Staff will begin planning the redevelopment of the Coach House immediately and renovation work is expected to begin in early 2018.


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Oakville Museum to use Coach House for cultural programs, exhibits and events

Town to strengthen private tree protection by-law

Wednesday, October 19, 2016 – for immediate release

Town to strengthen private tree protection by-law

New guidelines address need for canopy conservation in Oakville

Oakville’s tree canopy received a significant boost on October 17, 2016, as Council voted to amend the town’s private tree protection by-law in an effort to curb the unnecessary removal of healthy trees. The changes mean that property owners who wish to remove a private tree will require a permit and may also be required to plant a new tree on their property.

“Oakville’s tree canopy is a community asset, and Council is committed to protecting and enhancing it wherever possible,” said Mayor Rob Burton. “Thanks to considerable public input, improvements to the by-law will ensure we continue towards our 40 per cent canopy coverage goal and create an even cleaner, greener Oakville.”

Under the revised by-law, any tree 15 centimetres diameter at breast height (dbh) and above to be removed from private property is required to have a permit and payment of the applicable fee. In addition, any healthy tree above 15 centimetres dbh removed from private property must be replaced.

The Private Tree Protection By-law 2008-156 was adopted by Council in 2008 to support a greener community and a healthier environment as set out in the Livable Oakville Plan. It allowed property owners to remove a limited number of trees between 20 centimetres dbh and 76 centimetres dbh through a notification process and without permit.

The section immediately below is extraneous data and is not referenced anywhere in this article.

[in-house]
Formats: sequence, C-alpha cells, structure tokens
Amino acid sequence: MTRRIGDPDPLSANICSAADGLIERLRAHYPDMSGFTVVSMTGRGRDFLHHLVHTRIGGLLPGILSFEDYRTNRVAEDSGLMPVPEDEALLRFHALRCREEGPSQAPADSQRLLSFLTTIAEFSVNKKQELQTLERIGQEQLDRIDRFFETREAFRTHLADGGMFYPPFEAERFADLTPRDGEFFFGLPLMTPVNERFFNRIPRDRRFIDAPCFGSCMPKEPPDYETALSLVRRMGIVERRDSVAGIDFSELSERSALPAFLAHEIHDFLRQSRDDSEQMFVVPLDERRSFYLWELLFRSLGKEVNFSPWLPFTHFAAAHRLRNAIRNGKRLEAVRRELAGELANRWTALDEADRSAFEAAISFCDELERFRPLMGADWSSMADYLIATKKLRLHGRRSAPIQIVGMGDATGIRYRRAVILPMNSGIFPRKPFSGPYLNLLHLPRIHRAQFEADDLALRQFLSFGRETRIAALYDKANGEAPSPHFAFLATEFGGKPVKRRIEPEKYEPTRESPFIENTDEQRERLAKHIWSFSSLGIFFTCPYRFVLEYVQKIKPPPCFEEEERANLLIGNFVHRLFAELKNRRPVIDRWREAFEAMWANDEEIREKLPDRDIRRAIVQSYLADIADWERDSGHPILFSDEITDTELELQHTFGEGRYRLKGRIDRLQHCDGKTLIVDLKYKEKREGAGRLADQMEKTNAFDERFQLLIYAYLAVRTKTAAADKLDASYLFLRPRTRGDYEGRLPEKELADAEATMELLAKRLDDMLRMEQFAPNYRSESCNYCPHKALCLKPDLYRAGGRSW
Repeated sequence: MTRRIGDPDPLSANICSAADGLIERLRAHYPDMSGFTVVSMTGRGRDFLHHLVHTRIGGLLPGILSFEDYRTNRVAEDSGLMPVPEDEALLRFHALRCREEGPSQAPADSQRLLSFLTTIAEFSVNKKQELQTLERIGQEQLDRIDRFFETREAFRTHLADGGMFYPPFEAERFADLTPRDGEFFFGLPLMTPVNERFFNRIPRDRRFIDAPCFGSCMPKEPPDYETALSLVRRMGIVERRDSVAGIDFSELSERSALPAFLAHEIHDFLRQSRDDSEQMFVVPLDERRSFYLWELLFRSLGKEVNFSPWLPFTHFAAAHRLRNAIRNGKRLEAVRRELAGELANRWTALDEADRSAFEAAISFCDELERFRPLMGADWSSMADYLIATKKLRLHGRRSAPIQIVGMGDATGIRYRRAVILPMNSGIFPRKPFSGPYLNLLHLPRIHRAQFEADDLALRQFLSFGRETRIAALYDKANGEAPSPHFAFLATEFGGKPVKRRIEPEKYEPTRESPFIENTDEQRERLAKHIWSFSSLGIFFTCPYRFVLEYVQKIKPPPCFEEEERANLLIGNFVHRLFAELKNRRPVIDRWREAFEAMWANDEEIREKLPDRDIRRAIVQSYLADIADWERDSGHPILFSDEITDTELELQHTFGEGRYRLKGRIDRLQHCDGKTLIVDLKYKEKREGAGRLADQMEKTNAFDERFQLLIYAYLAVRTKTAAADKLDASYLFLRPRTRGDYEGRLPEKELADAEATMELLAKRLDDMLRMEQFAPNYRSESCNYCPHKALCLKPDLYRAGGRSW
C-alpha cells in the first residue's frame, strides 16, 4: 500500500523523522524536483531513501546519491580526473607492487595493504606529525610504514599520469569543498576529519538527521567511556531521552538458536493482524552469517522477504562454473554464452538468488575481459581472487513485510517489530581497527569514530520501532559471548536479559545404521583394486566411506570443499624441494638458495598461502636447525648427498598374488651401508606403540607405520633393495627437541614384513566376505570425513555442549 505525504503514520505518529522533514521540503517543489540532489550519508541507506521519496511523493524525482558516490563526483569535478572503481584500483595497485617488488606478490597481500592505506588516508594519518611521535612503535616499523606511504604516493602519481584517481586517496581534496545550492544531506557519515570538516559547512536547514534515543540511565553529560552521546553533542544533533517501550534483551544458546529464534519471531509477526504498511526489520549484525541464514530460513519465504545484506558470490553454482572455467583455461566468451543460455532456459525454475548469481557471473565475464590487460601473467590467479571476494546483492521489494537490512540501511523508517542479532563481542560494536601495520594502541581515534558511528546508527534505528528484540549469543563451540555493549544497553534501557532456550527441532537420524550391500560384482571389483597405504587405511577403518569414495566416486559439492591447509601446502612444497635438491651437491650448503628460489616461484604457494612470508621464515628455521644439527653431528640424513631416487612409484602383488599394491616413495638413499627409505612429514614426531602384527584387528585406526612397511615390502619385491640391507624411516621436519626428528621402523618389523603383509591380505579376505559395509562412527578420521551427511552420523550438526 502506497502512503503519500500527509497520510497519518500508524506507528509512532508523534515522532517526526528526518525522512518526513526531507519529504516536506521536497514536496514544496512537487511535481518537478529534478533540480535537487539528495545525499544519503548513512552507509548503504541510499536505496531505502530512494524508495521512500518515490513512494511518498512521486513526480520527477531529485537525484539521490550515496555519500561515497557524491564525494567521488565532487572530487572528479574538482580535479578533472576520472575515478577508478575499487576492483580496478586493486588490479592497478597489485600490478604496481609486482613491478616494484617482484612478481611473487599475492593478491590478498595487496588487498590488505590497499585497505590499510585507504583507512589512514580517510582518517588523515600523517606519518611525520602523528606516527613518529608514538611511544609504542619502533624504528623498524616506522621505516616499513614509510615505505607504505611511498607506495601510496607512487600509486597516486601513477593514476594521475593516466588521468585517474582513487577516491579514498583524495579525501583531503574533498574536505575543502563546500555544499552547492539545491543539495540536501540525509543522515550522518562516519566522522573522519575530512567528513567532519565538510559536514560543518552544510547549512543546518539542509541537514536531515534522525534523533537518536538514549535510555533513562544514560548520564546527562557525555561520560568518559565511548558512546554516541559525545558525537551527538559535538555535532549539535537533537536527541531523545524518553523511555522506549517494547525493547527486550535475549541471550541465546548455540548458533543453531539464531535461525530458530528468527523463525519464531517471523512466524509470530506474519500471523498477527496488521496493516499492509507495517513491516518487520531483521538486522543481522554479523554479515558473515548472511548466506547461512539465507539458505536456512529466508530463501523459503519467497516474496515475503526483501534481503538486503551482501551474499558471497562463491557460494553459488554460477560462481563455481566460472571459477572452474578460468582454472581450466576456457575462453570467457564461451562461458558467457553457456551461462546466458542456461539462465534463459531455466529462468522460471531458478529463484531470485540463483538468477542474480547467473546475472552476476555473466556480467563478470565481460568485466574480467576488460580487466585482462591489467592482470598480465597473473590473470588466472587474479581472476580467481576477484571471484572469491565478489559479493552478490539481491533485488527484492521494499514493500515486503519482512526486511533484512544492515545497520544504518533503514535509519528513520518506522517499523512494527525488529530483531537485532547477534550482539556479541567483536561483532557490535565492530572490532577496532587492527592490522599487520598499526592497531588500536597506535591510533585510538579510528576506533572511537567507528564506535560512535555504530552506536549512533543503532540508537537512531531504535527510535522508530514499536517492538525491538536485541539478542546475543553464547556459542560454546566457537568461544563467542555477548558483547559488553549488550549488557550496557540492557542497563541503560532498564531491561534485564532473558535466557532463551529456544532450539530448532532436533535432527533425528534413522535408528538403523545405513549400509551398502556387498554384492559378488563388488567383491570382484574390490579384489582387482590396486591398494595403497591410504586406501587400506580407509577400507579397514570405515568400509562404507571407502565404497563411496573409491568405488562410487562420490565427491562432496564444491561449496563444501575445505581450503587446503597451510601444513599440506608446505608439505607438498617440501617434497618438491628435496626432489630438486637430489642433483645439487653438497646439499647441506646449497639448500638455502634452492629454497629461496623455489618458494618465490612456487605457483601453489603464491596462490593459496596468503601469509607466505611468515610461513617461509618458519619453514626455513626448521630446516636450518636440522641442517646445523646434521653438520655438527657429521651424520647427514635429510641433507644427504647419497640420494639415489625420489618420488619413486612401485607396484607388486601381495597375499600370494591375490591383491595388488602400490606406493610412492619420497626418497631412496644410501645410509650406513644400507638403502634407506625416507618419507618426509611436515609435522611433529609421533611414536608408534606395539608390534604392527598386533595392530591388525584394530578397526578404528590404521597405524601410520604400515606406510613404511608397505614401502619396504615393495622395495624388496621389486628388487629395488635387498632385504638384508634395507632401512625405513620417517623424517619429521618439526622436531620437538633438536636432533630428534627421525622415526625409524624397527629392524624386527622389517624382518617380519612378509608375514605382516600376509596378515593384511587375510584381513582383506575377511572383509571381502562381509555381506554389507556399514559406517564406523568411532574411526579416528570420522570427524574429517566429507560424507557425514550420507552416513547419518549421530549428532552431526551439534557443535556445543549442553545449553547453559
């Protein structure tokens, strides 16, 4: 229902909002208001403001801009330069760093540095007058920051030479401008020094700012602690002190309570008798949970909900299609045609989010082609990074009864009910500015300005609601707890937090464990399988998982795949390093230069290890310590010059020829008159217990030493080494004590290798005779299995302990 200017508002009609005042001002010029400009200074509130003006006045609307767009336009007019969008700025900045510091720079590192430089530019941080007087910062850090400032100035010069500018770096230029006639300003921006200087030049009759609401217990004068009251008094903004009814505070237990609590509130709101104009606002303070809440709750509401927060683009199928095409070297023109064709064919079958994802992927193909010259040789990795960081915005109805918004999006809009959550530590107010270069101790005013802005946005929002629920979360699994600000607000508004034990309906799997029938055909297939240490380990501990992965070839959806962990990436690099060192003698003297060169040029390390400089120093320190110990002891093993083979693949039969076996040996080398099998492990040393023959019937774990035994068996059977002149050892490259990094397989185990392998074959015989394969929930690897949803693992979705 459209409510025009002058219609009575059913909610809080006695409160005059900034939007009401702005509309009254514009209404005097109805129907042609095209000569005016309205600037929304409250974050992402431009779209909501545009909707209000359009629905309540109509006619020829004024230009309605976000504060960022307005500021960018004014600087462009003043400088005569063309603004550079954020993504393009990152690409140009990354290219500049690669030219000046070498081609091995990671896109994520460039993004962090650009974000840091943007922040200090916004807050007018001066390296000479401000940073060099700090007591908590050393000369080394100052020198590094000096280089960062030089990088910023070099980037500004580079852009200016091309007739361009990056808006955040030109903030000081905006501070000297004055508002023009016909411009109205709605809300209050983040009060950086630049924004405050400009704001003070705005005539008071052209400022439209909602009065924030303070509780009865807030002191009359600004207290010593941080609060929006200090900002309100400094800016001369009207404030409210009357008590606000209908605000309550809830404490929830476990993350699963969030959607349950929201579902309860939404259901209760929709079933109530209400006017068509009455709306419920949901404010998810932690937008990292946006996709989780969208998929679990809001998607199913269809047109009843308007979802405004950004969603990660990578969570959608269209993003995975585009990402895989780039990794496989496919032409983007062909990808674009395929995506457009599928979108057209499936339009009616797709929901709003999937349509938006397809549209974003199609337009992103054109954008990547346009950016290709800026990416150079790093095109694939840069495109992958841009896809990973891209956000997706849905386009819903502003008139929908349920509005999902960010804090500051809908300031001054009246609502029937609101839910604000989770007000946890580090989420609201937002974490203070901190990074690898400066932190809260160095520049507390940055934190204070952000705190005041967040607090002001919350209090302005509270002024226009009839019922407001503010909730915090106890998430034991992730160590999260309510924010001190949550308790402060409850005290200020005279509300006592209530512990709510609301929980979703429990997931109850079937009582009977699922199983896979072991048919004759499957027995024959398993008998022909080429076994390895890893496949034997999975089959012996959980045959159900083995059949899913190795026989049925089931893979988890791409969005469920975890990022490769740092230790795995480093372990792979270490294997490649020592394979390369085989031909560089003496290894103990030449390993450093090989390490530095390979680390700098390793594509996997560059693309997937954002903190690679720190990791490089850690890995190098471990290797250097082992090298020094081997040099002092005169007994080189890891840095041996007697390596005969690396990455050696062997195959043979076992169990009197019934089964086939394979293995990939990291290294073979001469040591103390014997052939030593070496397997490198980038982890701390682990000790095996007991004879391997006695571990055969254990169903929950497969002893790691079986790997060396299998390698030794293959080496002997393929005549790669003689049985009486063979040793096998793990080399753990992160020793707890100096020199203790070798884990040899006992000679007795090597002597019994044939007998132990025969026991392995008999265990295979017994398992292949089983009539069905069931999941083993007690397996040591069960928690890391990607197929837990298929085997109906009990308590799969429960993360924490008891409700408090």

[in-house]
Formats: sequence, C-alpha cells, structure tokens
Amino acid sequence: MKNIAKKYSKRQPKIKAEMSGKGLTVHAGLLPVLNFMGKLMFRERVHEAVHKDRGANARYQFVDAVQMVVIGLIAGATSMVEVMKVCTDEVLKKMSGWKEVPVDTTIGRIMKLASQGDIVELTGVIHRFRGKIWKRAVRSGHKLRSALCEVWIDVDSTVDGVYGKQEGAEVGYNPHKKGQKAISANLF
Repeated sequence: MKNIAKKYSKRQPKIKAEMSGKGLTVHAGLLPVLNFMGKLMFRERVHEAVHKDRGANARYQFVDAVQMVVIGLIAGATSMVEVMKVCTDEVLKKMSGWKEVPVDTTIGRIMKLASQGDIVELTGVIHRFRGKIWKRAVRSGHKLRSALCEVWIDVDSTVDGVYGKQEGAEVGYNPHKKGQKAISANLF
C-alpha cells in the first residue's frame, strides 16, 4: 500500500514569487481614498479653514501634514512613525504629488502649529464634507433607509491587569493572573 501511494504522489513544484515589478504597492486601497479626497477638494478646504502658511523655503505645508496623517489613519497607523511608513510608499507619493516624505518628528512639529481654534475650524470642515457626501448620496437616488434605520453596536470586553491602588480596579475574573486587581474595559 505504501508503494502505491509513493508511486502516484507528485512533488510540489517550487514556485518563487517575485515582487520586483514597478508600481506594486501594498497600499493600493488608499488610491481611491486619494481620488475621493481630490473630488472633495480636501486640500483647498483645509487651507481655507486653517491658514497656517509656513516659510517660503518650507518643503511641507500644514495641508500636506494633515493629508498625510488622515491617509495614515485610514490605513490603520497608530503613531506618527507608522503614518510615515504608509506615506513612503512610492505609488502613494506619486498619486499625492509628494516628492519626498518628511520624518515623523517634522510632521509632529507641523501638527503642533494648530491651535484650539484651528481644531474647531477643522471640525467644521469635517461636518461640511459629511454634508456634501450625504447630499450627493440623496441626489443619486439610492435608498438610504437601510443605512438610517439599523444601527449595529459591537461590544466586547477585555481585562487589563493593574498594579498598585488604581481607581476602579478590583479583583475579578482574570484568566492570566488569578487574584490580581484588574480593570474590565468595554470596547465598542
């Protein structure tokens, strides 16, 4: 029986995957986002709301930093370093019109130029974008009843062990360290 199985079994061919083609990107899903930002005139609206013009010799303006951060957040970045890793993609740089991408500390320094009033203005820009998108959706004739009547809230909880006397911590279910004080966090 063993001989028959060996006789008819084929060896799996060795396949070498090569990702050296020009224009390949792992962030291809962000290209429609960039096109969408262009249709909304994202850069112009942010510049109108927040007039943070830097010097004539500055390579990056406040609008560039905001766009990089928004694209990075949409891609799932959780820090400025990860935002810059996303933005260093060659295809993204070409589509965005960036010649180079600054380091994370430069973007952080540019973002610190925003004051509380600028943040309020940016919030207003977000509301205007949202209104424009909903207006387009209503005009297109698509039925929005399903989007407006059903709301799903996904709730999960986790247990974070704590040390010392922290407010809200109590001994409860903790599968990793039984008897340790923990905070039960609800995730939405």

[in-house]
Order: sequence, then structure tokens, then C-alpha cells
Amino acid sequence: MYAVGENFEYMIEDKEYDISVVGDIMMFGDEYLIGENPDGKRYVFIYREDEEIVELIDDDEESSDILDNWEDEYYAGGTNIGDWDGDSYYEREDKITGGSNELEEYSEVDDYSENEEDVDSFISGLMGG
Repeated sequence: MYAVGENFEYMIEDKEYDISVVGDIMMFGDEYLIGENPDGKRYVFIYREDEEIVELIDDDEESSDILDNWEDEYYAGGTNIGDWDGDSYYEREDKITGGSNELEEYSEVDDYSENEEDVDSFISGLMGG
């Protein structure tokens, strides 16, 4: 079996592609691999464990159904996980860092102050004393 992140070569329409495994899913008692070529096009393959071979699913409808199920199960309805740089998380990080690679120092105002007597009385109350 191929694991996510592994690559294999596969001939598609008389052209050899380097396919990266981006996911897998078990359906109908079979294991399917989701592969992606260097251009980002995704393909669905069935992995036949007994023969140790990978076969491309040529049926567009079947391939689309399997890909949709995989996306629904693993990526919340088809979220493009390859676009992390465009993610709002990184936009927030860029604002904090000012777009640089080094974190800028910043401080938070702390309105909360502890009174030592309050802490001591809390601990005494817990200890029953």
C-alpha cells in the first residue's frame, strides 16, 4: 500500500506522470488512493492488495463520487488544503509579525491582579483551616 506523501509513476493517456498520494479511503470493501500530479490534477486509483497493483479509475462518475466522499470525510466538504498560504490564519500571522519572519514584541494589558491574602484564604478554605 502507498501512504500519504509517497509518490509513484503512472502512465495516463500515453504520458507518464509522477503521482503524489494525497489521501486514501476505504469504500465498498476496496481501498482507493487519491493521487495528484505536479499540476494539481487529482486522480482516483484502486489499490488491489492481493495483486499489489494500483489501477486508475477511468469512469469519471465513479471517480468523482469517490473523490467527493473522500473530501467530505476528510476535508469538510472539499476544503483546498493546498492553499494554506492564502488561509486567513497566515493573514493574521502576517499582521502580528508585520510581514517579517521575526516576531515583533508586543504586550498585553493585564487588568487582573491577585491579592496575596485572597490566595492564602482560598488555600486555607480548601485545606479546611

“While the town’s tree canopy is threatened by invasive pests such as Emerald Ash Borer (EAB) and extreme weather, a significant amount of healthy trees are being removed through the current notification process and it does not encourage replanting to compensate for the loss,” said Chris Mark, director, Parks and Open Space. “The new permit process will respect homeowners’ desire to make home and landscaping improvements, but will encourage them to do so in an environmentally responsible manner,”

Pending Budget Committee approval in December, staff will present the revised private tree protection by-law to Council for final approval in early 2017.

For more information, visit the private tree protection page.


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Thanksgiving Weekend 2016

This weekend many of us will be gathering with family and friends to celebrate what we are thankful for as we indulge in a turkey dinner (or tofurkey for our veg friends) and then we will be wondering what to … Continue reading →

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Thanksgiving Weekend 2016

Summer in Burlington

Recently we were invited to visit Burlington as part of the Tourism week activities.  Burlington is a beautiful town less than an hour from the GTA and we have visited on our own many times.  One of our most favourite … Continue reading →

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Summer in Burlington